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# Reciprocal help?

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Okay, so I know the definition of a reciprocal is basically taking the quantity and dividing one with it.

However, it doesn't turn negative does it? In my text, it's asking to find the slop of a penperdicular line from the other slope. Using the slope given, I can use it to solve for the other slope.

Example:

$${n \over 2}$$$${2}$$

$${n \over 2}$$$${1 \over 2}$$

so n = 1... but the text states that the answer is -5. This answer is possible if $${1 \over 2}$$ is negative, but I don't think it's possible...?

Apr 7, 2018

#1
+8394
+3

The "reciprocal" of a number is just 1 divided by that number.

The reciprocal of   $$x$$   is   $$\frac1x$$ .     The reciprocal of   $$\frac{a}{b}$$   is   $$\frac{b}{a}$$ .

But the slopes of perpendicular lines are not just reciprocals of each other.

The slopes of perpendicular lines are negative reciprocals of each other. To find the slope of a line perpendicular to one with a given slope, we must take the negative reciprocal of the given slope. That means take the reciprocal of the slope and also multiply it by -1 .

For example...

If a line has a slope of  $$\frac34$$ ,  the slope of a line perpendicuar  =  -$$\frac43$$

Take a look at this graph to see if the slope of the blue line is just  $$\frac43$$ , it is not perpendicular to the red line, but if you change it to  -$$\frac43$$ , then it is perpendicular:   http://www.desmos.com/calculator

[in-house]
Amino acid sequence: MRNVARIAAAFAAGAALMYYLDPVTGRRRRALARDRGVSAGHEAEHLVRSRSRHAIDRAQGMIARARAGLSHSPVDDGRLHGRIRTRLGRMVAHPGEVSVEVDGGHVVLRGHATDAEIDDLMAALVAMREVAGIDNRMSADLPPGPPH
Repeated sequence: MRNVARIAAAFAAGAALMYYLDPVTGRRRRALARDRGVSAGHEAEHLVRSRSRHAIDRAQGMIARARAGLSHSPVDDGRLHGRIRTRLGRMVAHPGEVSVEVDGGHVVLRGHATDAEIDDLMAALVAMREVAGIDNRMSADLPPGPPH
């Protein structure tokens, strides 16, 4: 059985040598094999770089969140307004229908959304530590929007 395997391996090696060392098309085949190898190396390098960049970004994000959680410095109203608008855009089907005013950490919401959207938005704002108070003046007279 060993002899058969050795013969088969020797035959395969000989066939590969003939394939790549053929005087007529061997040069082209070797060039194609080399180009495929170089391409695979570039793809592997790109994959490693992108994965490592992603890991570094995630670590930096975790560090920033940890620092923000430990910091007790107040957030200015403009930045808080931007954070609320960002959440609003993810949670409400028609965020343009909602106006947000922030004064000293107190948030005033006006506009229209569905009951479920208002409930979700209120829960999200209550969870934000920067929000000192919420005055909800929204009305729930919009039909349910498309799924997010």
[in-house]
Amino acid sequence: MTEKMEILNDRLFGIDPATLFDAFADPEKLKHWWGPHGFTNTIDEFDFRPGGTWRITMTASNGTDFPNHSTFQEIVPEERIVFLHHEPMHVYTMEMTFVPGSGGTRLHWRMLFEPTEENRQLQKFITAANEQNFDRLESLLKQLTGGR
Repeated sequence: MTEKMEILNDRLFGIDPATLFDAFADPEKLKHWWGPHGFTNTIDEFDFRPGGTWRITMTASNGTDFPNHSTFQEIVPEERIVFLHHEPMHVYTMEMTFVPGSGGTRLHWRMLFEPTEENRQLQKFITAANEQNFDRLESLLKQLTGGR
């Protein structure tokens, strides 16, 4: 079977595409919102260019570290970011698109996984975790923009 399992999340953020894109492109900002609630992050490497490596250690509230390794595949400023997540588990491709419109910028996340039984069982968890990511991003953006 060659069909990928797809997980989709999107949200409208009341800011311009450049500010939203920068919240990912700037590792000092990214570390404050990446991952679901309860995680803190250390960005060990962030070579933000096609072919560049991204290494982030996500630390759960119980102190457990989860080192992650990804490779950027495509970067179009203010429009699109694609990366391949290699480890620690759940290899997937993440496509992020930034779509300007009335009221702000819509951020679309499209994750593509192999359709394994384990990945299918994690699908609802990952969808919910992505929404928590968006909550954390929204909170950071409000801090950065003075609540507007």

I don't think I understand what your specific examples are.....Does this help though?

Apr 7, 2018
edited by hectictar  Apr 7, 2018
edited by hectictar  Apr 7, 2018

#1
+8394
+3

The "reciprocal" of a number is just 1 divided by that number.

The reciprocal of   $$x$$   is   $$\frac1x$$ .     The reciprocal of   $$\frac{a}{b}$$   is   $$\frac{b}{a}$$ .

But the slopes of perpendicular lines are not just reciprocals of each other.

The slopes of perpendicular lines are negative reciprocals of each other. To find the slope of a line perpendicular to one with a given slope, we must take the negative reciprocal of the given slope. That means take the reciprocal of the slope and also multiply it by -1 .

For example...

If a line has a slope of  $$\frac34$$ ,  the slope of a line perpendicuar  =  -$$\frac43$$

Take a look at this graph to see if the slope of the blue line is just  $$\frac43$$ , it is not perpendicular to the red line, but if you change it to  -$$\frac43$$ , then it is perpendicular:   http://www.desmos.com/calculator

I don't think I understand what your specific examples are.....Does this help though?

hectictar Apr 7, 2018
edited by hectictar  Apr 7, 2018
edited by hectictar  Apr 7, 2018
#2
+1

You're explanation was very helpful! My apologies if my example wasn't very clear... I have another question that's similar to the example I did beforehand:

Given this pair of slopes, what is the value of n if the lines are parallel? What is the value of n if the lines are perpendicular?

$${3 \over n}$$,$$-{7 \over 2}$$

If I cross multiply, the parallel slope is $$n = -{6 \over 7}$$, is that right?

As for perpendicular... how would I solve for that?

Guest Apr 8, 2018